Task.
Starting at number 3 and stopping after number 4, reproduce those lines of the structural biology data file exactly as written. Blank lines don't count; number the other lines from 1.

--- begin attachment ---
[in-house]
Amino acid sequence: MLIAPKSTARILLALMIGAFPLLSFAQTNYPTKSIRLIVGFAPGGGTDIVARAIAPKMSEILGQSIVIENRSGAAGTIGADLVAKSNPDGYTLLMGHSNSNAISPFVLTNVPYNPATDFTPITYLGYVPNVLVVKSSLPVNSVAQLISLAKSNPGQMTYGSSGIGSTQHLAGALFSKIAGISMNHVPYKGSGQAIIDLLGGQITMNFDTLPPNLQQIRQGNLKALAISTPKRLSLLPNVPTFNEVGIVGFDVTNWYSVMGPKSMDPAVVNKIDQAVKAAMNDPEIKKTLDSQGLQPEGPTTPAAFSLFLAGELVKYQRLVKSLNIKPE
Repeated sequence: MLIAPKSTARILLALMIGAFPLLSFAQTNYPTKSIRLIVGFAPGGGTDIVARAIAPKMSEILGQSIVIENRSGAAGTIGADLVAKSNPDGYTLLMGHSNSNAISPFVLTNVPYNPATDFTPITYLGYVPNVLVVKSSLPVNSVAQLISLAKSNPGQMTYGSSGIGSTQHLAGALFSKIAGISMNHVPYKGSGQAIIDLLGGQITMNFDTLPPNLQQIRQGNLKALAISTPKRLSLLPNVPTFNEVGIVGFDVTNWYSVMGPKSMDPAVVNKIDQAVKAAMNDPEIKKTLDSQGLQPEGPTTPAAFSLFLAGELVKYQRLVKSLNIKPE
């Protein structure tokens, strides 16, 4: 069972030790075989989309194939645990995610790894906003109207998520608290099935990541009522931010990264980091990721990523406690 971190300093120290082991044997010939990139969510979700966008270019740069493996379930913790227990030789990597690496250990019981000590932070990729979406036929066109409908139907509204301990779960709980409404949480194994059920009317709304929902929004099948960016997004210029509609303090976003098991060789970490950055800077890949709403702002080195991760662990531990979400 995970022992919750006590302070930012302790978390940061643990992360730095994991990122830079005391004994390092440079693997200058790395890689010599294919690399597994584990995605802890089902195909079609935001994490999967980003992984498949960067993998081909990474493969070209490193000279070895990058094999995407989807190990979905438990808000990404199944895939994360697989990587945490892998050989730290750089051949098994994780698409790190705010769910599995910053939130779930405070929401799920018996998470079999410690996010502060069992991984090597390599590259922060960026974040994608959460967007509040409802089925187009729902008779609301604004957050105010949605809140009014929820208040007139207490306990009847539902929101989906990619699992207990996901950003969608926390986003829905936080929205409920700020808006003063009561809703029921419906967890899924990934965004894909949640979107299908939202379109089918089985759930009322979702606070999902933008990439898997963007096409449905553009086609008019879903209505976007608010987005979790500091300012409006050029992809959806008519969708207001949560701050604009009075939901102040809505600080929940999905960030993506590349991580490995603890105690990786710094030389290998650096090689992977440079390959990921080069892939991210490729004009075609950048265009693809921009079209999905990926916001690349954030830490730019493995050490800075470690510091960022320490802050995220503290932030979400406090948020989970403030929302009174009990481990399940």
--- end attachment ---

Repeated sequence: MLIAPKSTARILLALMIGAFPLLSFAQTNYPTKSIRLIVGFAPGGGTDIVARAIAPKMSEILGQSIVIENRSGAAGTIGADLVAKSNPDGYTLLMGHSNSNAISPFVLTNVPYNPATDFTPITYLGYVPNVLVVKSSLPVNSVAQLISLAKSNPGQMTYGSSGIGSTQHLAGALFSKIAGISMNHVPYKGSGQAIIDLLGGQITMNFDTLPPNLQQIRQGNLKALAISTPKRLSLLPNVPTFNEVGIVGFDVTNWYSVMGPKSMDPAVVNKIDQAVKAAMNDPEIKKTLDSQGLQPEGPTTPAAFSLFLAGELVKYQRLVKSLNIKPE
């Protein structure tokens, strides 16, 4: 069972030790075989989309194939645990995610790894906003109207998520608290099935990541009522931010990264980091990721990523406690 971190300093120290082991044997010939990139969510979700966008270019740069493996379930913790227990030789990597690496250990019981000590932070990729979406036929066109409908139907509204301990779960709980409404949480194994059920009317709304929902929004099948960016997004210029509609303090976003098991060789970490950055800077890949709403702002080195991760662990531990979400 995970022992919750006590302070930012302790978390940061643990992360730095994991990122830079005391004994390092440079693997200058790395890689010599294919690399597994584990995605802890089902195909079609935001994490999967980003992984498949960067993998081909990474493969070209490193000279070895990058094999995407989807190990979905438990808000990404199944895939994360697989990587945490892998050989730290750089051949098994994780698409790190705010769910599995910053939130779930405070929401799920018996998470079999410690996010502060069992991984090597390599590259922060960026974040994608959460967007509040409802089925187009729902008779609301604004957050105010949605809140009014929820208040007139207490306990009847539902929101989906990619699992207990996901950003969608926390986003829905936080929205409920700020808006003063009561809703029921419906967890899924990934965004894909949640979107299908939202379109089918089985759930009322979702606070999902933008990439898997963007096409449905553009086609008019879903209505976007608010987005979790500091300012409006050029992809959806008519969708207001949560701050604009009075939901102040809505600080929940999905960030993506590349991580490995603890105690990786710094030389290998650096090689992977440079390959990921080069892939991210490729004009075609950048265009693809921009079209999905990926916001690349954030830490730019493995050490800075470690510091960022320490802050995220503290932030979400406090948020989970403030929302009174009990481990399940």